Cretaceous

Published on January 7th, 2018 | by David Marshall

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Episode 85: Ichthyosaurs

Ichthyosaurs are large marine reptiles that existed for most of the Mesozoic Era. The most familiar forms superficially represent dolphins, but some earlier ichthyosaurs were more eel like. They could attain huge proportions, with some genera reaching up to 21m long. They were active predators feeding on belemnite, fishes and even other marine reptiles!

In this episode, we talk to Dr Ben Moon and Fiann Smithwick, researchers at the University of Bristol, UK. Both have recently been involved in producing a documentary with the BBC entitled ‘Attenborough and the Sea Dragon’, so we have used this as an opportunity to discuss in great detail what ichthyosaurs are and get insights into the kind of work required to produce such a documentary.

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A simplified phylogeny of ichthyosaurs showing the best known, and most characteristic genera. The first ichthyosaurs evolved in the Early Triassic (e.g. Chaohusaurus), but became more diverse, and both small and huge in the Middle and Late Triassic (e.g. Mixosaurus and Shastasaurus). In the Jurassic and Cretaceous, many ichthyosaurs had a similar, fish-like form, but maintained a high diversity of sizes and niches. CC BY 3.0 authors Benjamin Moon, Dmitry Bogdanov, T. Michael Keesey, Gareth Monger, and Zimices.

A wonderfully complete specimen of the ichthyosaur Stenopterygius from the Early Jurassic (~180 million years ago) of Holzmaden, SW Germany. This specimen includes eleven unborn young. Three are indicated by arrows below the rib cage of the adult, and would have been ejected there after death. Image by Benjamin Moon.

A comparison of features shared by ichthyosaurs and dolphins created by Sceptic view (https://en.wikipedia.org/wiki/File:Ichthyosaur_vs_dolphin.svg; CC BY-SA 4.0).

The large skull of Temnodontosaurus, found by Mary Anning almost two hundred years ago. The whole skull is almost 2 m long. As part of Attenborough and the Sea Dragon we used this skull to study the jaw mechanics and biting prowess of Temnodontosaurus. Our results show that the bite force would have been over 30,000 N. To do this we used a combination of CT scanning and surface imaging to make a 3D model that can be viewed from any direction. Here we can see the skull from the left (top) and top (bottom). Images by Benjamin Moon.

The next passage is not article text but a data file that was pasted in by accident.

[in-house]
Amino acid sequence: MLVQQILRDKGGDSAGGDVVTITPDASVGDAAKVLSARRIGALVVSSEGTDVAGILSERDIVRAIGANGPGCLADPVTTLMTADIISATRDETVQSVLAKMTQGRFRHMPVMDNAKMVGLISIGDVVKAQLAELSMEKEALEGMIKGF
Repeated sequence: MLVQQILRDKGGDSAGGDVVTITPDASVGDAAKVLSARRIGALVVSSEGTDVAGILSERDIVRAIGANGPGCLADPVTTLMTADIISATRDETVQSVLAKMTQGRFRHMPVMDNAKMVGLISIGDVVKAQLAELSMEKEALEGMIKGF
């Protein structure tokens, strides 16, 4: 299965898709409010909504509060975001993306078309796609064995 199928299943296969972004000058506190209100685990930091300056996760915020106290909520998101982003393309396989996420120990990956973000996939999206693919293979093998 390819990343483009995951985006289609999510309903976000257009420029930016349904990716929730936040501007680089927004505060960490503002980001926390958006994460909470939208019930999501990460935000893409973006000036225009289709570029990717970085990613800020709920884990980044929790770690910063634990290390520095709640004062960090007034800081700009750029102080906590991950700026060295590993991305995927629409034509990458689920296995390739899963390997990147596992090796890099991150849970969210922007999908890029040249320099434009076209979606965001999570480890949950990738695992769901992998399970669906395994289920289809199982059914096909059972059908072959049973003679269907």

Benjamin Moon holding part of the skull of Brachypterygius extremus, and ichthyosaur from the Late Jurassic of SW England. This was an ichthyosaur that I worked on during my PhD.


Trailer for Attenborough and the Sea Dragon. The episode will air at 8pm (UTC) on BBC 1.

The excavation site at Lyme Regis where the ichthyosaur was removed during filming for Attenborough and the Sea Dragon.

The rope safety team set up the ropes and harnesses used to keep the dig team safe while they excavated the ichthyosaur fossil from the top of a 25-foot cliff.

Member of the dig team, Al Moore explains to camera how the ichthyosaur bones are lying in the cliff during the excavation.

Fiann Smithwick during the excavation of the ichthyosaur.

The large limestone blocks containing the Attenborough ichthyosaur are strapped heavily in preparation for them being lowered down the cliff face to a waiting film crew and Sir David Attenborough on the beach below.

A large limestone block weighing over 200 kg and containing bones of the Attenborough ichthyosaur are strapped ready for lowering down the cliff face to the beach below. The black bones can be seen on the left-hand side of the block.

A member of the dig team is filmed using a diamond saw to remove excess rock from the blocks containing the Attenborough ichthyosaur bones to allow them to be removed from the beach.

The paddles (front limbs) of the Attenborough ichthyosaur which show a unique morphology and are much larger than any others known for the genus Ichthyosaurus.

Fiann Smithwick shows Sir David Attenborough the results of his work analysing the preserved skin of the ichthyosaur fossil using a high-powered scanning electron microscope (SEM).

A cluster of well preserved melanosomes found within the skin of the Attenborough ichthyosaur. These melanosomes gave the animal its colour in life.

A piece of the skin of the Attenborough ichthyosaur showing dark organic preservation thanks to the presence of well-preserved pigment containing melanosomes.

The anterior portion of a complete juvenile ichthyosaur of the species Ichthyosaurus communis found at Lyme Regis by Fiann Smithwick.

Members of the Bristol University scientific team who investigated the ichthyosaur specimens for Attenborough and the Sea Dragon, alongside a huge Temnodontosaurus skull found by Mary Anning in the 1800s. Left to right: Fiann Smithwick, Jo Flannery-Sutherland, Kelly Vargas, Ben Moon, Emily Rayfield.

Ben’s Blog: https://ichthyosaurs.wordpress.com

Fiann’s Instagram: https://www.instagram.com/fms.fossils

Selected references:

Phylogeny paper: http://www.tandfonline.com/doi/abs/10.1080/14772019.2017.1394922?journalCode=tjsp20

Ichthyosaur CT skull: http://onlinelibrary.wiley.com/doi/10.1111/pala.12174/abstract

Ichthyosaur completeness: http://onlinelibrary.wiley.com/doi/10.1111/pala.12158/full

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